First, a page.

Mental Health and the LGBT community
By Denis Clifford – May he RIP
here is no single cause of mental illness. A range of biological and/or psychosocial factors may contribute. Some individuals may be more vulnerable because of biological factors such as a genetic predisposition and biochemical imbalances in the brain. Psychosocial causes include drug and alcohol use, significant loss, a lack of love and support, a history of abuse and low self-esteem.
Much research has been carried out on mental health amongst the LGBT community. Study after study shows that queers suffer higher levels of depression and suicide than heterosexuals. Societal homophobia has been identified as the main reason behind this phenomenon, but various other factors also play a part.
The biological causes of depression do not differ between straight and gay people. However, psychosocial causes can be seen to play an important factor in depression rates amongst queers. Rejection and discrimination can lead to stress, depression and low self-esteem amongst gays. The situation is only compounded when sufferers attempt to numb their pain with drugs and alcohol.
A study by Cochran and Mays published in 2000 found that, within their lifetimes, gay and bisexual men experience major depressive disorder (MDD) on average 2.5 times more often than straight men. In another study that spanned a one year period, the same authors found that gay and bisexual men were 2.9 times more likely to suffer MDD and over 4 times more likely to suffer panic disorder than heterosexual men. This study also found that lesbians were 3.3 times more likely to be dependent on drugs and 2.8 times more likely to be dependent on alcohol than heterosexual women.
Depression frequently manifests itself in self-destructive behaviour. A research team led by Dr Gary Rogers of Adelaide University monitored gay and bi men who participated in a health program. They found that men with long-term, low-grade depression (dysthymia) are almost twice as likely to have unsafe sex as those who are not depressed. Speaking of the findings, Dr Rogers said: “It may be that the low self-esteem that is part of long-term depression leads to men not caring enough about themselves to stay safe.”
Research has also revealed abnormally high suicide rates amongst LGBT communities. Many studies have focused on adolescents, who appear to be especially at risk. A study of Massachusetts high school students by Faulkner and Cranston yielded startling results. It found that queer teenagers were over 4 times more likely than their straight counterparts to make suicide attempts that required medical attention. Studies in other US states yielded similar results.
Research by Remafedi et al has also shown that ‘feminine’ gay males are more likely to attempt suicide than their ‘masculine’ peers. This is possibly a result of the higher levels of verbal and physical abuse meted out to effeminate gay males compared to their ‘straight-acting’ peers. The discrepancy suggests that gender nonconformity may be a factor in the high suicide rate found in young gay males. Indeed, some commentators have suggested that the issue of gay youth suicide stems largely from that of gender nonconformity.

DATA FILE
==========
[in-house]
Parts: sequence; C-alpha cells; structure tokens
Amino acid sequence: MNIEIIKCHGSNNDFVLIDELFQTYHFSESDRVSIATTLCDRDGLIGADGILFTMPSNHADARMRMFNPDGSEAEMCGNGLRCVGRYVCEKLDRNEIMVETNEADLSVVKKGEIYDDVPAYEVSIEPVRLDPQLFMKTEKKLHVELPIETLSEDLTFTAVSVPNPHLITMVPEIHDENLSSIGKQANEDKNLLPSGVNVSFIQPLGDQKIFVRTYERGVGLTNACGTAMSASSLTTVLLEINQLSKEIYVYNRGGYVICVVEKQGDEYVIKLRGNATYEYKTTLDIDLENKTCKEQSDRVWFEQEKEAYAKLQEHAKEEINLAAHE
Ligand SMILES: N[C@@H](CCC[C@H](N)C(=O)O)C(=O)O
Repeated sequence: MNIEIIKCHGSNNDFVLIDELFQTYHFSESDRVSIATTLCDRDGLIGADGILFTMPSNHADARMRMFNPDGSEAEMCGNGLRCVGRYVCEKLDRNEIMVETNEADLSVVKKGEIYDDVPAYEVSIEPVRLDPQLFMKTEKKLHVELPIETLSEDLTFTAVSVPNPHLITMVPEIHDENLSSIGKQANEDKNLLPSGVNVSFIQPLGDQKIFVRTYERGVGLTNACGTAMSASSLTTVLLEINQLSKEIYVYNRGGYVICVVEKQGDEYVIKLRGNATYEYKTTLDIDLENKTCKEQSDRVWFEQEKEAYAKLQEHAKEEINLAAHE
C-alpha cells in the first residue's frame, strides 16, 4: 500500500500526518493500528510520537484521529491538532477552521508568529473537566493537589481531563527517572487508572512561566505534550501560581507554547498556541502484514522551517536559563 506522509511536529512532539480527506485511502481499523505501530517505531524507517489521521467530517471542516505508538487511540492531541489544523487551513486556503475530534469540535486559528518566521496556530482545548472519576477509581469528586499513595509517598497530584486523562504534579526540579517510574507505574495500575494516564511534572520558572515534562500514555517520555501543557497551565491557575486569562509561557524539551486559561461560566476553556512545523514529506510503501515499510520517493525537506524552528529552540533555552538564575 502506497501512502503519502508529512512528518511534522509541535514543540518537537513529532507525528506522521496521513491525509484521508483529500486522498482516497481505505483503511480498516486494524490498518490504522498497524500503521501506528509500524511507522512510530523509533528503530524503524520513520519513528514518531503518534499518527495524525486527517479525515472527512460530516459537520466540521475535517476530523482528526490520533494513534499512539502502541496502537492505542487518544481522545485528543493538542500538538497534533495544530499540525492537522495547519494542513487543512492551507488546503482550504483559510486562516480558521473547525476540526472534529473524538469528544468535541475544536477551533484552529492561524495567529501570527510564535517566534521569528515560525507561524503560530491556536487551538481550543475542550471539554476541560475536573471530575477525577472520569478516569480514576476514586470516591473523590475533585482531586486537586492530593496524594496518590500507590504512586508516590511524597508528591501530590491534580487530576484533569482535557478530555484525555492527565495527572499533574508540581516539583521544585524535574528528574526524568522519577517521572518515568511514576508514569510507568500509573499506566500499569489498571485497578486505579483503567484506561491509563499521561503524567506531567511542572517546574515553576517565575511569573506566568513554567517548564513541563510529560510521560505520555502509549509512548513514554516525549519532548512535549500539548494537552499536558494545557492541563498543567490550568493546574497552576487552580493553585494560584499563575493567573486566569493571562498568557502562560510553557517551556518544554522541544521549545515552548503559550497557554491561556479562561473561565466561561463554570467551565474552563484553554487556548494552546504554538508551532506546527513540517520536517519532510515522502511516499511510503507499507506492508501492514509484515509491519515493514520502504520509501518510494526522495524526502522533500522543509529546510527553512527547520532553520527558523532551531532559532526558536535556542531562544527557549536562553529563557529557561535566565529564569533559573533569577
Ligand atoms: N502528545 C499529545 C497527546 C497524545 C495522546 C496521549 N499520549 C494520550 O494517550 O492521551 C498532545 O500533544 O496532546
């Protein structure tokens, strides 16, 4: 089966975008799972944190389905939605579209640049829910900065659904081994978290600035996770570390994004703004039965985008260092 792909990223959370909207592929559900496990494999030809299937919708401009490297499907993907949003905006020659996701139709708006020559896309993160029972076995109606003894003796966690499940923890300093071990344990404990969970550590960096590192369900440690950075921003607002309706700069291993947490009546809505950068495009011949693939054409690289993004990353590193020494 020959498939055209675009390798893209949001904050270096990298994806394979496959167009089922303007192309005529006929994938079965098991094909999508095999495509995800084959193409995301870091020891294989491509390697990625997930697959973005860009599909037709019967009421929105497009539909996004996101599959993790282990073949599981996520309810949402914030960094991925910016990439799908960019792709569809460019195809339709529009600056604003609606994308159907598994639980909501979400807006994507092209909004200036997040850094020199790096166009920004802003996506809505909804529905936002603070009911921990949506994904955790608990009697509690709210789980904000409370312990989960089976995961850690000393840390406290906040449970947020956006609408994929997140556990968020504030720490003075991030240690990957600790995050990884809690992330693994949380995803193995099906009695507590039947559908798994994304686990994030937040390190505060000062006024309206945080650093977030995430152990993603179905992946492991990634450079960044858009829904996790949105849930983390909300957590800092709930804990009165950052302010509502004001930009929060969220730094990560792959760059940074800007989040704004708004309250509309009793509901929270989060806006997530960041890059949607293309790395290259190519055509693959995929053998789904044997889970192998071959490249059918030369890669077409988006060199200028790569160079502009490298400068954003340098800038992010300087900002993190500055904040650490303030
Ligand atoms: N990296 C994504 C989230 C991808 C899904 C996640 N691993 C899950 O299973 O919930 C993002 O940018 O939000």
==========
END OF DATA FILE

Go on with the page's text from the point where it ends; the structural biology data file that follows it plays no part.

Dr Ilan H. Meyer of New York’s Columbia University has researched the area of LGBT health. His work has shown that the stress of living in a homophobic environment can lead to high rates of depression and suicide. Examples of homophobia cited include discrimination and harassment as well as anti-gay initiatives by governments. The pressures of belonging to a religious community that officially condemns homosexuality were also noted.
A more insidious problem is that of ‘internalized homophobia’, a condition where gay people develop a negative self-image because of their sexuality. Dr Meyer found that 70% of “mostly out of the closet” gay men have some degree of internalized homophobia.
Various other factors have been identified as reasons for higher-than-average rates of depression amongst gays. The gay community tends to value youth and beauty, often excluding those who do not possess these qualities. For some gay men, acceptance within the community has become focused on having a lean, muscular body. This ‘ideal’ may lead to poor body image among those who feel themselves to be over- or underweight.
Isolation is often a root cause of depression among older members of the queer community. For many younger queers, a sense of gay identity is gained from visiting gay pubs and clubs. Older queers often avoid the scene, feeling it doesn’t cater for them, and may consequently become isolated. Gays belonging to ethnic minorities face additional problems. The huge pressures of dealing with discrimination in mainstream society, within their own communities and within the gay community can often lead to depression. Those suffering from HIV and other diseases are also at high risk of becoming depressed.
Societal homophobia remains both the biggest and the most intractable cause of depression and suicide within the queer community. It can only be hoped that as gay visibility grows, and the integration of gay culture within the mainstream continues, its influence will weaken.
However, more proactive approaches can be taken to address the problems of gay people with depression right here, right now. It is apparent that by highlighting the issue of mental health within the queer community, changes can be made. Campaigns and projects to promote the mental health of the community frequently enjoy significent success. The men who participated in the Adelaide health program mentioned above are a case in point. At enrolment, 27% of them suffered from dysthymia, but by the follow-up stage this had fallen to 16%. Clearly, health projects like this are an effective tool for reducing depression rates among the LGBT community.
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